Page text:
National security reporter, Barton Gellman, responding in a Washington Post Q&A to the question of why anyone should care about U.S. government surveillance if they have nothing to hide:
“Information is power. The US government (and US companies) now learn more about us than anyone has ever known about anyone, and secrecy prevents us from learning what they do. That puts us, in effect, behind a one way mirror. As a citizen who wants to hold my government to account, I find that troubling. I am not saying that the government is abusing the power it has accrued. Sometimes the scandal is what’s legal, especially if lawmakers and citizens had no reasonable opportunity to learn what the executive branch believed it was authorized to do. But abuse is not far behind us in our history. Spying on enemies was one of the Articles of Impeachment against Nixon, and the FBI’s Hoover died in the lifetime of many people still living. I don’t know whether I’ve ever met someone who truly has nothing to hide. If you think that’s you, post a link to everything on your phone, your computer, your email accounts and your web browsing and purchasing history. And even if you have no secrets, you’re probably in possession of the secrets of others — the friend who is going to leave her husband, or wants to find a new job, or just got diagnosed with something she does not want people to know about. Privacy is relational. We may tell things to our friends we don’t tell our parents or our kids, and so on. I want control of my own secrets, personal and professional. That’s the bottom line.”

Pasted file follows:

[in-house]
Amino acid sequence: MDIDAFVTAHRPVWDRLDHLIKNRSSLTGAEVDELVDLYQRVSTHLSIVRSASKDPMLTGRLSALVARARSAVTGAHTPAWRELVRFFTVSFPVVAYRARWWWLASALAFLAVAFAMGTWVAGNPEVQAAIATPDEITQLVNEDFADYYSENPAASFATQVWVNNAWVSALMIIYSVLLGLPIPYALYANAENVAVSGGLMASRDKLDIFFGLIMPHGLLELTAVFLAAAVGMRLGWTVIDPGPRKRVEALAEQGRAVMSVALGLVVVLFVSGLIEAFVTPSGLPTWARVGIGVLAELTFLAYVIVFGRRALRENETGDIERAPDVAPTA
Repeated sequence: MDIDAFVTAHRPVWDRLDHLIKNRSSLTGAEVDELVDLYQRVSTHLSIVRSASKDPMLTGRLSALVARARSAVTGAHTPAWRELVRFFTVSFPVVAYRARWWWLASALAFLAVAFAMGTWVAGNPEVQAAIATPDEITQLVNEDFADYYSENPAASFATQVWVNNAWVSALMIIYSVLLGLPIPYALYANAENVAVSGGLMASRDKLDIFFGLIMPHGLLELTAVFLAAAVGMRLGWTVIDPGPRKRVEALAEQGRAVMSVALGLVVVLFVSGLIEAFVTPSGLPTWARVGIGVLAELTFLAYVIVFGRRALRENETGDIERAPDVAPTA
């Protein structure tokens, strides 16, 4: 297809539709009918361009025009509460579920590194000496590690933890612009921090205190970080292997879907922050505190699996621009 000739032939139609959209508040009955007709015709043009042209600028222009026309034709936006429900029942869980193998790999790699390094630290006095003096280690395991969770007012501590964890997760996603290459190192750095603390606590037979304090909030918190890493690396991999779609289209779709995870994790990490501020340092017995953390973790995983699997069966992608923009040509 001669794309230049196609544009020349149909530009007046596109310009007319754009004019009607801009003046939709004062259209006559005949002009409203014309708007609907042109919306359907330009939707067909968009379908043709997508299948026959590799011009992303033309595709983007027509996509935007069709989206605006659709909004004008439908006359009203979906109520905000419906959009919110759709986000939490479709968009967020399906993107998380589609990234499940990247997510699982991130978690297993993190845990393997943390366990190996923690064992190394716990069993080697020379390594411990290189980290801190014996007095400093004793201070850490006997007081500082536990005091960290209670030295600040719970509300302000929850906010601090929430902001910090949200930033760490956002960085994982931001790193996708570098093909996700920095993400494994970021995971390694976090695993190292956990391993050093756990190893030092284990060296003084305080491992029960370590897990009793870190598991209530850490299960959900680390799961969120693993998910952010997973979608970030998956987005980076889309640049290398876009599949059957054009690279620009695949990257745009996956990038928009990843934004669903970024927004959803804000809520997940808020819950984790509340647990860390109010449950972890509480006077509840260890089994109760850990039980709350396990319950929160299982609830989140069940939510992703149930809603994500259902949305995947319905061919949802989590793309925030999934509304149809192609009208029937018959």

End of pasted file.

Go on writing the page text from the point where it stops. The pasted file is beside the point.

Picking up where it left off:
Also worthwhile: Barton Gellman‘s 2003 lecture at Princeton on Secrecy, Security and Self-Government: An Argument for Unauthorized Disclosures (transcript: Part I and Part II), as well as Conor Friedersdorf‘s Why the Press Can Publish Any Classified Material It Likes in The Atlantic.